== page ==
Funky dancing in a seaside bar, Vespa scooters on elegant, broad boulevards: the faded images of a lost Somalia and its ancient capital are at odds with a place now better known for famine and war.
Those who dare to visit contemporary Mogadishu, often dubbed the world’s most dangerous capital, catch only a glimpse of its vanished beauty in the bullet-scarred wasteland devastated by more than two decades of civil war.
But a new photo exhibition, entitled a “Pictorial Tribute to Africa’s Most Wounded City”, offers proof of Mogadishu’s forgotten past alongside recent — and more recognisable — images of the ruin so much of it has become.
“Many of the young people of Somalia were born in refugee camps or around the world, so they don’t know Mogadishu, they don’t know what they lost,” said the show’s curatorMohamud Diriye, former head of Mogadishu’s museums.
Its organisers hope the pre-1990s images, to be displayed in the Alliance Française in the Kenyan capital Nairobi in June, recall what Mogadishu once was and, perhaps, what it could be again.
“The memory of the past offers hope for the future,” said Diriye. He managed to rescue boxes of historical photographs when brutal civil war broke out in 1991 — battles that continue today as Islamist fighters attack the weak Western-backed government and African Union forces in Mogadishu.
“Nothing was left,” he said, shaking his head at a photograph showing gaping holes smashed in a museum wall. “It was all looted, everything.”
One photograph from the early 1980s shows a white-washed hotel against crashing waves, a once popular nightclub and bar on its rooftop. Today only the grey concrete pillars that barely hold up the crumbling structure remain.
“There used to be more nightclubs than mosques in Mogadishu, believe me,” said Diriye wistfully, pointing to another shot from the same years of women in flowery minidresses grooving alongside men in tight white flares.
“Rock’n roll, cha-cha-cha, reggae, the twist, Soul Train, we’d dance them all,” he added, lingering over a shot of his younger self, where he sported a fine afro haircut and moustache. “My dream was to be a musician.”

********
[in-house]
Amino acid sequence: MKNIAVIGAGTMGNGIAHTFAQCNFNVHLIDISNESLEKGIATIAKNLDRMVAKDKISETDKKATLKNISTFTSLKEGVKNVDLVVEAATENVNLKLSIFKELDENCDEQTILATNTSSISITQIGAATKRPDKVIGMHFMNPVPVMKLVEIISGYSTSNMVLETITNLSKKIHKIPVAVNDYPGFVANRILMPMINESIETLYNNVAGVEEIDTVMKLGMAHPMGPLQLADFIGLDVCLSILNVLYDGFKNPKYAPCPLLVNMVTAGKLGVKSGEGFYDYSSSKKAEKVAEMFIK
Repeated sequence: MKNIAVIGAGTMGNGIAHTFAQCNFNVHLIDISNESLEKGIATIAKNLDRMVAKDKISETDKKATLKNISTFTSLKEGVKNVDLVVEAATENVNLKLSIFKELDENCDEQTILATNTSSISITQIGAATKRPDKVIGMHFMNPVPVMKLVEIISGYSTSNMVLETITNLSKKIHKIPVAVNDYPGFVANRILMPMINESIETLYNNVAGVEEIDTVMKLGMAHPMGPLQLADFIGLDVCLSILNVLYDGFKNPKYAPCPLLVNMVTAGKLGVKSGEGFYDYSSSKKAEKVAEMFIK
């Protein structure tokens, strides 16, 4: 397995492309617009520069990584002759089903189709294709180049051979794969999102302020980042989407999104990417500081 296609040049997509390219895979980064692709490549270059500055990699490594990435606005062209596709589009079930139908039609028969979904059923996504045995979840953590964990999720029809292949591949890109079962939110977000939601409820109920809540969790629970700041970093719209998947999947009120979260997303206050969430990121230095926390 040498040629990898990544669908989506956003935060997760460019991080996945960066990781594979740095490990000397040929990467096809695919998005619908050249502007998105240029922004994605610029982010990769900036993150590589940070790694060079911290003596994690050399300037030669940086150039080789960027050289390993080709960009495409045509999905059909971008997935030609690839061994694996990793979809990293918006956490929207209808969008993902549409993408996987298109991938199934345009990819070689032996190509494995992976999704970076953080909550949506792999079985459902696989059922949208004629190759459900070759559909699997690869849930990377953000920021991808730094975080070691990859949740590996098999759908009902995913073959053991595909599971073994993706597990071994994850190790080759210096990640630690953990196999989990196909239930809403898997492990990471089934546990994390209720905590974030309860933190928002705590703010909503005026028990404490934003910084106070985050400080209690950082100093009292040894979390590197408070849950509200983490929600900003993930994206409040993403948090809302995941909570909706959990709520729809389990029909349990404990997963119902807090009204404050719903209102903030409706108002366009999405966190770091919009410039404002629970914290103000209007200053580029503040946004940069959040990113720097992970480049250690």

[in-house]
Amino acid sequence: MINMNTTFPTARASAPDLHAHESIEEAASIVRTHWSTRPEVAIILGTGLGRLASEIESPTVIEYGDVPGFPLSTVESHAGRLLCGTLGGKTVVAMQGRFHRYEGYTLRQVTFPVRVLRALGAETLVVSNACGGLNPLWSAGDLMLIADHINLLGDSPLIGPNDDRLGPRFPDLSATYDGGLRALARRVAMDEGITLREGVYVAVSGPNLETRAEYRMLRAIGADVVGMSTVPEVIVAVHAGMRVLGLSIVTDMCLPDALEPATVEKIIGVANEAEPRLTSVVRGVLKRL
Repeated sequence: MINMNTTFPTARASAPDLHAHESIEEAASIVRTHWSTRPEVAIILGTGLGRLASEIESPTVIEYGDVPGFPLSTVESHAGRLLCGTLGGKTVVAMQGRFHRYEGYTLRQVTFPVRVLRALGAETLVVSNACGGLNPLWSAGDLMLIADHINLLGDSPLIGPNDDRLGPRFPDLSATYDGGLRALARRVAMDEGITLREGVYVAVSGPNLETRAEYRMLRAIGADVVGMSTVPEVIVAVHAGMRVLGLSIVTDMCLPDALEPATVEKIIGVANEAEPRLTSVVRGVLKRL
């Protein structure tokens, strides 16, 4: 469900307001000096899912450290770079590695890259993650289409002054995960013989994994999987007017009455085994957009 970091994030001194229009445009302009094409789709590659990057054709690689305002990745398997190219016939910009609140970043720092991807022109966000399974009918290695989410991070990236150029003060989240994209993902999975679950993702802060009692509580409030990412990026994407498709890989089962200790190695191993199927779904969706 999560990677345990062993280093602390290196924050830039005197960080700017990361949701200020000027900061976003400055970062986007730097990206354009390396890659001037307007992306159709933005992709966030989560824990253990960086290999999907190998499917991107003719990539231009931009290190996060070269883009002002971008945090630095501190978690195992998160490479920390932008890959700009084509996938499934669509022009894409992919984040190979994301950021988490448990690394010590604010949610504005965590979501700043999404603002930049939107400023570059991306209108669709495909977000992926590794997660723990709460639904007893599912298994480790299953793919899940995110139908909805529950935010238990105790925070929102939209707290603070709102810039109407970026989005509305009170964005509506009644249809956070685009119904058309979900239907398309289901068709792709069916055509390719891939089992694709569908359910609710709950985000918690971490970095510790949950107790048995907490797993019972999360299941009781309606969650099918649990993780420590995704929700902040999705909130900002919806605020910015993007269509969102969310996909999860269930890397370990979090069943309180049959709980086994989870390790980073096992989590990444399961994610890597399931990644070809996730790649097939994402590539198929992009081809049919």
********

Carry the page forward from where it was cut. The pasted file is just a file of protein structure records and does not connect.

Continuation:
Outside a cathedral from the Italian colonial era — now a roofless ruin once used as target practice by Islamist fighters — schoolgirls smile for the camera in front of a bride in a flowing white wedding dress.
Female police officers in caps and tight blouses pose in another shot from the 1980s, an image unthinkable today in the restive capital even though the Al-Qaeda affiliated Islamist Shebab insurgents were driven out last year.
In another shot, a narrow street with Moorish architecture like that in the film classic Casablanca leads to a white-washed stone archway, beyond which the deep blue waters of the Indian Ocean glitter in the distance.
“Instead of looking at our differences, the photographs help to show what we all have in common — our history,” said co-curator Ismail Osman, who grew up in Somalia but fled to the US in 1991.
“I hope people look at the images and say, ‘We had all this! Then we can agree on something.'”
Another shot shows a tourism poster of white sand beaches and palm-lined streets with a smiling child in the foreground and the caption “Beautiful Somalia”.
“People used to come to Mogadishu for holidays,” said Osman. “As a teenager in the 1980s, I used to remember that I could choose from 11 different cinemas.”
Fighting erupted in Somalia in the late 1980s and escalated into civil war after a 1991 coup, with rival militias, warlords and Islamist fighters battling ever since for control of the lawless nation.
“There is a stereotype of Mogadishu — all you see normally are images of a pirate, terrorist or a starving mother and child,” said photographer Rasna Warah, a Kenyan of Indian origin who took the contemporary shots in the show.
“So when I arrived in Mogadishu, I couldn’t believe that there are still buildings of beauty there, even if they are full of bullet holes,” said Warah, whose visit to the city last year gave her the idea for the show.
Mogadishu — from the Arabic Maq’adul Shah or “seat of the sovereign” — was founded in the 10th century by Arab and Persian traders.
Ships loaded with cloth, spices and other goods would cross the Indian Ocean to trade at Mogadishu’s port for ivory, slaves, camels, frankincense and myrrh.
“It is an ancient city, a magic city, and some of the mosques are the oldest in Africa,” Diriye said.
Later, rulers from Oman and the East African spice island of Zanzibar took control before Italian colonisers arrived in 1891, transforming much of the city with wide boulevards and Roman-style triumphal arches.
Today, hundreds of thousands of displaced people live in and around Mogadishu, many in rag-and-plastic shelters, some in the roofless ruins of hotels, churches and villas.
But despite the violence, Mogadishu retains its unique character: Arab-style coral stone houses and a centuries-old lighthouse are crumbling but still line the seafront, while the national theatre is pockmarked with bullets and lost its roof but reopened earlier this year.
The exhibition — partly funded by a Turkish company — has also been shown in Turkey and organisers hope it will one day make it to Mogadishu.
“Our main goal is to take the photos home to show people there,” Warah said. “We will just have to find a building without bullet holes to put it in.”